Friday, August 25, 2017

In short, the film is not antiwar, it is anti-German (David Walsh on WONDER WOMAN)

From David Walsh's review (for WSWS) of WONDER WOMAN:

Wonder Woman, directed by Patty Jenkins, is a trite, often tedious, special effects-laden film based on a comic book. The story involves an Amazonian princess/demigoddess who makes her way, in the company of an American Allied spy, from her island paradise to Europe and the Western Front toward the end of the First World War.

Appalled by German brutality, Diana Prince/Wonder Woman (Gal Gadot) intervenes on the side of the Allies and prevents the dastardly “Huns”—and a fascistic Gen. Erich Ludendorff (Danny Houston) in particular—from developing a new and devastating weapon. In the course of things, she also has to take on and defeat her half-brother, Ares, the god of war, who is bent on destroying the human race.

Wonder Woman passes along a considerable amount of undigested American and British World War I disinformation. A portion of the film takes place in Belgium and it echoes the official Allied claims of the time about German aggression against “poor little Belgium.” Terrified survivors in a small town tell Diana and her American colleague, Capt. Steve Trevor (Chris Pine), that the Germans have “enslaved” their fellow villagers. Ludendorff and the German forces subsequently murder the remaining townspeople with a new, deadly poison gas.

In short, the film is not antiwar, it is anti-German. The Americans and British, for the most part, are high-minded and peace loving, although they end up massacring more Germans than the latter do Americans and British. Capt. Trevor says he wants to “stop the war,” but, in fact, he wants to win it for his side. And “his side” is identified with normalcy and civilization. Wonder Woman’s supposed contributions to “peace,” including “liberating” the Belgian village by almost single-handedly wiping out a German battalion, are contributions entirely to the Allied cause. She says, “I will fight, for those who can not fight for themselves,” but, in fact, she fights on behalf of the British ruling elite and its interests.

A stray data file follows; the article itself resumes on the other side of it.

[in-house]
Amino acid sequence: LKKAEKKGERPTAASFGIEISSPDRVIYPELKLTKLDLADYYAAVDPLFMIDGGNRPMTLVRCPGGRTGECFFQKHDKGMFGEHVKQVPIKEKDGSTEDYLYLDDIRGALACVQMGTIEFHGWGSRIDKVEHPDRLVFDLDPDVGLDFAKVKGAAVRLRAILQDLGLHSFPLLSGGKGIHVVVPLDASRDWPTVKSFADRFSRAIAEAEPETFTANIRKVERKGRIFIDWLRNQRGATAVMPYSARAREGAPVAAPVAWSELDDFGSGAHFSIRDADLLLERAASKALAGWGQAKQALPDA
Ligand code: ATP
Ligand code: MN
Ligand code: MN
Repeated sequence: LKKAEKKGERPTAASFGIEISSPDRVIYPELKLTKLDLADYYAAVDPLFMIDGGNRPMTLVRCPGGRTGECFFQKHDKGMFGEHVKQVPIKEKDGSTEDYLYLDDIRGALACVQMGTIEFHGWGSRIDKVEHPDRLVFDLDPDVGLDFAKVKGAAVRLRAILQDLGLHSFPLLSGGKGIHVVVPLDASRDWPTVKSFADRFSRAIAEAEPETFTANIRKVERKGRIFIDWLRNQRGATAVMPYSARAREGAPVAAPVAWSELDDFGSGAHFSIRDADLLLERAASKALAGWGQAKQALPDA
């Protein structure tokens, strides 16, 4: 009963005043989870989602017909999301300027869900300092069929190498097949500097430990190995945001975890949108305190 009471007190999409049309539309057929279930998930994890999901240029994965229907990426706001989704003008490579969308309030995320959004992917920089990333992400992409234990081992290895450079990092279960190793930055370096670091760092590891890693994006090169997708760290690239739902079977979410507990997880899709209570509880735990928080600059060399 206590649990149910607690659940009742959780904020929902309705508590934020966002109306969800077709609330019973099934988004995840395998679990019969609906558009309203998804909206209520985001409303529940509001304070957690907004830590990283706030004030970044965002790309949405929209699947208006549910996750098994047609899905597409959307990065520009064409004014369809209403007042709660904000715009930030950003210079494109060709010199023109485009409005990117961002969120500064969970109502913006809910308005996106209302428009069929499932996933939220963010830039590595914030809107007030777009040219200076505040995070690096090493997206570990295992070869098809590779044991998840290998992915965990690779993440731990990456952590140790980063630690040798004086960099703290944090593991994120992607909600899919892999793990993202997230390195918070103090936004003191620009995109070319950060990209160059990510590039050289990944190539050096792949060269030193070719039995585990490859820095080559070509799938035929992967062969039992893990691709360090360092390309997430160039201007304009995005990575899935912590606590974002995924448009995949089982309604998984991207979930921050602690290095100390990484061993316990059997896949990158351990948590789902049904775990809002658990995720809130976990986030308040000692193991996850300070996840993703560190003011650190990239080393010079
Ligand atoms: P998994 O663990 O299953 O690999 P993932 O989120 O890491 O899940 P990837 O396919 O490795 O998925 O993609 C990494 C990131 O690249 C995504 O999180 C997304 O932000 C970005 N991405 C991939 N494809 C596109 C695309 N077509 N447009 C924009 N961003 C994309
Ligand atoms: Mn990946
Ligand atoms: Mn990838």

Piercing through a lot of the nonsense and bombast, this is pretty crude nationalist and pro-war propaganda. Does the sudden reemergence of Germany (and not the Nazi regime) as the bestial, sadistic enemy have an ideological significance in the given climate of increased tensions between the US and Europe? Only time will tell.